July 27, 2017

Growing Pains

In the first two “measuring stick” games against division rivals, the Bengals have come up a TD short each time. And while the losses sting a little bit, we knew the growing pains had to come. That was why we wanted Dalton to start from Week 1, right?

The defenses of the Steelers and the Ravens have exposed some of the weak spots in the Bengals’ game. (Fortunately, they are correctable issues, not total mismatches.)

– Five INTs in two games. Dalton was picked off only 7 times in the first 8 games, but the Steelers and Ravens gotten him for 5 in the last two games. All but Ed Reed’s pick came to the right, 5-12 yards off the LOS.

– Secondary still a primary concern. They have surrendered 515 yds thru the air over the last two games. Allowing 257.5 yds/game would drop them to 27th in the league.

– Third down efficiency. The Bengals converted 5/12 against the Steelers and 5/15 against the Ravens. These are not terrible numbers, but they aren’t great either. Increasing that 37% conversion percentage would move them from 18th to 9th in the league.

All that said, we’ve seen that the Bengals can play the big boys and keep the game within reach. They were 7 yards away from erasing a 17 point deficit in the 4th qtr. Fans of other AFC North teams who understand what they are seeing (I know that eliminates most of those fan bases) see the storm that is building in Cincinnati.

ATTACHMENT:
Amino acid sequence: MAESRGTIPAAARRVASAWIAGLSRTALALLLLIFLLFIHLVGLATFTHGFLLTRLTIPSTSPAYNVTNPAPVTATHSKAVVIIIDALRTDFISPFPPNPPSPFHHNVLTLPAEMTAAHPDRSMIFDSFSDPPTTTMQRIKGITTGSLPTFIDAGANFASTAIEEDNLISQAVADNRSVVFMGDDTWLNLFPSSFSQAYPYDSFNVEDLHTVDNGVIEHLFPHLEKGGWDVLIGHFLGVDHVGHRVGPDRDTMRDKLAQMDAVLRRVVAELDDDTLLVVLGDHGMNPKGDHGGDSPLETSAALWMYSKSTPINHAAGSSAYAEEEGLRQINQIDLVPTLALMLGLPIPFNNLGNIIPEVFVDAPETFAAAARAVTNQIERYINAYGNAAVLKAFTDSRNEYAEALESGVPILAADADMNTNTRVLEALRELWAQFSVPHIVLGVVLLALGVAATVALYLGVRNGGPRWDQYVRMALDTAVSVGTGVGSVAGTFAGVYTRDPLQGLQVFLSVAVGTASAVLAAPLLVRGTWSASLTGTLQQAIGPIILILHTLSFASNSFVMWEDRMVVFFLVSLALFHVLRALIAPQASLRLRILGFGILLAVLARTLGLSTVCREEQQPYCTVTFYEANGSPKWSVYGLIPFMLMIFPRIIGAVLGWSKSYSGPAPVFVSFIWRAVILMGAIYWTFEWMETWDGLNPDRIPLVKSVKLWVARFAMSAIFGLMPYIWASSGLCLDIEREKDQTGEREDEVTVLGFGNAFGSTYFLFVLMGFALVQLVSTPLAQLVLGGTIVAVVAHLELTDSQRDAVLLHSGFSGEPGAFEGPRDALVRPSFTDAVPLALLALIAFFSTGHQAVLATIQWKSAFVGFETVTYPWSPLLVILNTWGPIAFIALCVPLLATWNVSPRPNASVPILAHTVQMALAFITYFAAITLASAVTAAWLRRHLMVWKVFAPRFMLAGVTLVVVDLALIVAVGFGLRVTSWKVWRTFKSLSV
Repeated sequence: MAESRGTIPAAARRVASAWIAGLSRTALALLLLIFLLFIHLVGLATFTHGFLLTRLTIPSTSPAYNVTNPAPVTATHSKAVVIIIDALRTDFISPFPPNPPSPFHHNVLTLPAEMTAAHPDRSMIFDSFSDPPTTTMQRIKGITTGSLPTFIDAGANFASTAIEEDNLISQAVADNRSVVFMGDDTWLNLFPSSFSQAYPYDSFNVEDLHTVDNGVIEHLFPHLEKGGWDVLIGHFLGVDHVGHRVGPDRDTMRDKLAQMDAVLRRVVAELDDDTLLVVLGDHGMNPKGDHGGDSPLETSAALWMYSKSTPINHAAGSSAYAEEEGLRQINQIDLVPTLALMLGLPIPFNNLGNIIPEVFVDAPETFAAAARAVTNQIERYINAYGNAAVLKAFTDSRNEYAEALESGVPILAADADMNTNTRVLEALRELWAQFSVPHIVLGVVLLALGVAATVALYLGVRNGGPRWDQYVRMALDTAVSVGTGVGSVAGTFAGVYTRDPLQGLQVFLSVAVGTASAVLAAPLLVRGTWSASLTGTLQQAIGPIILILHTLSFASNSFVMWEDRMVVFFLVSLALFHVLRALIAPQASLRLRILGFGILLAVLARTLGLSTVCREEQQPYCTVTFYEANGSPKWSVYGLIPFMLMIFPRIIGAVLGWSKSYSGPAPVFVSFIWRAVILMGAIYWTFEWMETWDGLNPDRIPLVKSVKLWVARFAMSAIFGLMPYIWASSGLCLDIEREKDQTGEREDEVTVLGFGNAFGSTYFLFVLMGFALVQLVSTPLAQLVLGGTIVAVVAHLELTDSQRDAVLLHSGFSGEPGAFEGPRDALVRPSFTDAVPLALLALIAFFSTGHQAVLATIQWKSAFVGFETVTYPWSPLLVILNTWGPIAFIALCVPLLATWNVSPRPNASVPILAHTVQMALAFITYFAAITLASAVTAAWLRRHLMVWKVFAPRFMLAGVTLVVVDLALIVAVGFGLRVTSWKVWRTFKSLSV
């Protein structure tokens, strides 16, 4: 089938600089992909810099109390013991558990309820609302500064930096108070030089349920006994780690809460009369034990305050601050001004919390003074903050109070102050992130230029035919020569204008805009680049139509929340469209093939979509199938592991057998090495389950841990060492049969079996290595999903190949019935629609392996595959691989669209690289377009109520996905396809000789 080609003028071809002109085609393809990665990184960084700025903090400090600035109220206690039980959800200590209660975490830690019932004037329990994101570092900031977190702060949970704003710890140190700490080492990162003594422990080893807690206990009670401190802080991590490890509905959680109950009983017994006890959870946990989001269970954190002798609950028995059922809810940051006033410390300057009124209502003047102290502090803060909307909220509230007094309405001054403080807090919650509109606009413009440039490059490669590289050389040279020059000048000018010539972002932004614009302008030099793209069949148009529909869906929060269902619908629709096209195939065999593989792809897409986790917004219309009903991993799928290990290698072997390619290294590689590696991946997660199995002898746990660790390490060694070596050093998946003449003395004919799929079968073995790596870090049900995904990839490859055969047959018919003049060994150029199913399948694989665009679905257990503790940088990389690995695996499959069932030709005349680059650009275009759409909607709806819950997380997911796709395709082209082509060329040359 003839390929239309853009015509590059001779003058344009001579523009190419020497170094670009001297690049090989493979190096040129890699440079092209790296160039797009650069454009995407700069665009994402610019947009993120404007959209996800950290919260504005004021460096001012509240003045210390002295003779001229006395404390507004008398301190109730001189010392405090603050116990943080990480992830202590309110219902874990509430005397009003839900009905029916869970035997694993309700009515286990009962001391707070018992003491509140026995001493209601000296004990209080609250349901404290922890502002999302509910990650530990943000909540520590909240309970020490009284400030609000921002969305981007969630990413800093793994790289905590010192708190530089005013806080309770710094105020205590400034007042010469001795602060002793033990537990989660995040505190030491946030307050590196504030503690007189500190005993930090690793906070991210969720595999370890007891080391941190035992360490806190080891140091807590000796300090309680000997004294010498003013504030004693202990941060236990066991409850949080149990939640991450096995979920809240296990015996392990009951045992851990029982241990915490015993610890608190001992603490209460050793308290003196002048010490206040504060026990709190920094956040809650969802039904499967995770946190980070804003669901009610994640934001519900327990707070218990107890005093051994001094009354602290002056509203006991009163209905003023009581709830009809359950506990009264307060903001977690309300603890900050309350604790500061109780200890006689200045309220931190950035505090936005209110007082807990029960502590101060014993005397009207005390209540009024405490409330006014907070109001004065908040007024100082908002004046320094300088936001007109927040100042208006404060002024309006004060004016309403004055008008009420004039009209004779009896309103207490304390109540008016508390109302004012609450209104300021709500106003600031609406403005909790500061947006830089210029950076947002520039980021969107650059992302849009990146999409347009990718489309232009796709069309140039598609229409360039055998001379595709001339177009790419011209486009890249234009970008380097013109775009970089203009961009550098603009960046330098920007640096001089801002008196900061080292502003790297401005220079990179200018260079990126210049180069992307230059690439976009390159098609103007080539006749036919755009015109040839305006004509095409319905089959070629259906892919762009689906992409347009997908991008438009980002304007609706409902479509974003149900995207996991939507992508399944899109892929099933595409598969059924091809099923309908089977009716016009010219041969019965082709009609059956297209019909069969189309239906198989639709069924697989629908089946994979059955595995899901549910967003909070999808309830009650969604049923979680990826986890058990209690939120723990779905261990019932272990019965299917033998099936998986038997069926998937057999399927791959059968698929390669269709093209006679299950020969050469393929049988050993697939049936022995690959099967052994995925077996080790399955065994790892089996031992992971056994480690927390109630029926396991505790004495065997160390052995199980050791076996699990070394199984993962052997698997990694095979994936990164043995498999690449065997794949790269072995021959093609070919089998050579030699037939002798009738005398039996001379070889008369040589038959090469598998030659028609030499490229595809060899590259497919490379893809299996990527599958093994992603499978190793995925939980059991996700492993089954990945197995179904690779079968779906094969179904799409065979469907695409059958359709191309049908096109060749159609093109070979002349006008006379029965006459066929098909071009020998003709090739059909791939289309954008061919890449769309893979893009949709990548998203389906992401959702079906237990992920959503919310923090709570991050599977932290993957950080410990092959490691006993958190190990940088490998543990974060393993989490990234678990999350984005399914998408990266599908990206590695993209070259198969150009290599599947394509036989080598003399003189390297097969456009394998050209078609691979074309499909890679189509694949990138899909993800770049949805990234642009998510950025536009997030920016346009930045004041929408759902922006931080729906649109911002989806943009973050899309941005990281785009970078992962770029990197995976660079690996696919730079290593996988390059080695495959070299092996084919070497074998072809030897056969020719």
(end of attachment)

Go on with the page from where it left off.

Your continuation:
– Passing. Despite his mistakes, Andy Dalton hung 373 yds on a Ravens team that was averaging giving up 193.3 yds/game. (He increased their average for the entire season by 18 yds/game yesterday.) The game was his highest as a passer, the 2nd over 300 yards and 5th over 200 yds. He is on pace to throw for 3582 yds, which would be good for 3rd most as a rookie QB behind Peyton Manning and Jim Kelly (although Cam Newton is on pace to shatter Manning’s number).

– A.J. Green. I can’t help but wonder if Andy might have gotten over 400 yds had Green been available. These two will be a fantastic pair for a long time.

– Rushing. Despite a lack of big runs, the Bengals ran for 109 yds on Pittsburgh (+12 over average) and for 119 yds on Baltimore (+26 over average). Adding a hard runner who can break a big run is just what this team needs in the offseason.

– D-Line. I don’t have to elaborate on this one.

– High Draft Picks. These are going to be a lot of fun to talk about for 3 months as we dream about how to build the Bengals into the team that makes coaches mumble “Oh ****” when they look at their schedules.